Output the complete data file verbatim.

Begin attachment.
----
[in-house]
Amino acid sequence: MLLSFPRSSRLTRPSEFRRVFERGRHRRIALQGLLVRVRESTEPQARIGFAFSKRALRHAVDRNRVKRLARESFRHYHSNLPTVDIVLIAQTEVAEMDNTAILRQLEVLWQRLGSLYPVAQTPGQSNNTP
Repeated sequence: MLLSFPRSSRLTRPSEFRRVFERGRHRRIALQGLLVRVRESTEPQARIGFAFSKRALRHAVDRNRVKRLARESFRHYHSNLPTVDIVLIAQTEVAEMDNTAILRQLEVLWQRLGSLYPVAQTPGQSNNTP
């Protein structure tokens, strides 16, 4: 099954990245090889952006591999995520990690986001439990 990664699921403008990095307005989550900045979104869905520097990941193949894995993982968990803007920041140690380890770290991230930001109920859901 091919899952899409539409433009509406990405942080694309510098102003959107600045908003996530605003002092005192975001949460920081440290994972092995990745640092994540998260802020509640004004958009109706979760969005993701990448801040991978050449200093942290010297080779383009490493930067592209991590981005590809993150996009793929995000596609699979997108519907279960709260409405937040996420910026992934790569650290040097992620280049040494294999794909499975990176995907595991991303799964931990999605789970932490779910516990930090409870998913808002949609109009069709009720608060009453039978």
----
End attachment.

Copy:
[in-house]
Amino acid sequence: MLLSFPRSSRLTRPSEFRRVFERGRHRRIALQGLLVRVRESTEPQARIGFAFSKRALRHAVDRNRVKRLARESFRHYHSNLPTVDIVLIAQTEVAEMDNTAILRQLEVLWQRLGSLYPVAQTPGQSNNTP
Repeated sequence: MLLSFPRSSRLTRPSEFRRVFERGRHRRIALQGLLVRVRESTEPQARIGFAFSKRALRHAVDRNRVKRLARESFRHYHSNLPTVDIVLIAQTEVAEMDNTAILRQLEVLWQRLGSLYPVAQTPGQSNNTP
């Protein structure tokens, strides 16, 4: 099954990245090889952006591999995520990690986001439990 990664699921403008990095307005989550900045979104869905520097990941193949894995993982968990803007920041140690380890770290991230930001109920859901 091919899952899409539409433009509406990405942080694309510098102003959107600045908003996530605003002092005192975001949460920081440290994972092995990745640092994540998260802020509640004004958009109706979760969005993701990448801040991978050449200093942290010297080779383009490493930067592209991590981005590809993150996009793929995000596609699979997108519907279960709260409405937040996420910026992934790569650290040097992620280049040494294999794909499975990176995907595991991303799964931990999605789970932490779910516990930090409870998913808002949609109009069709009720608060009453039978």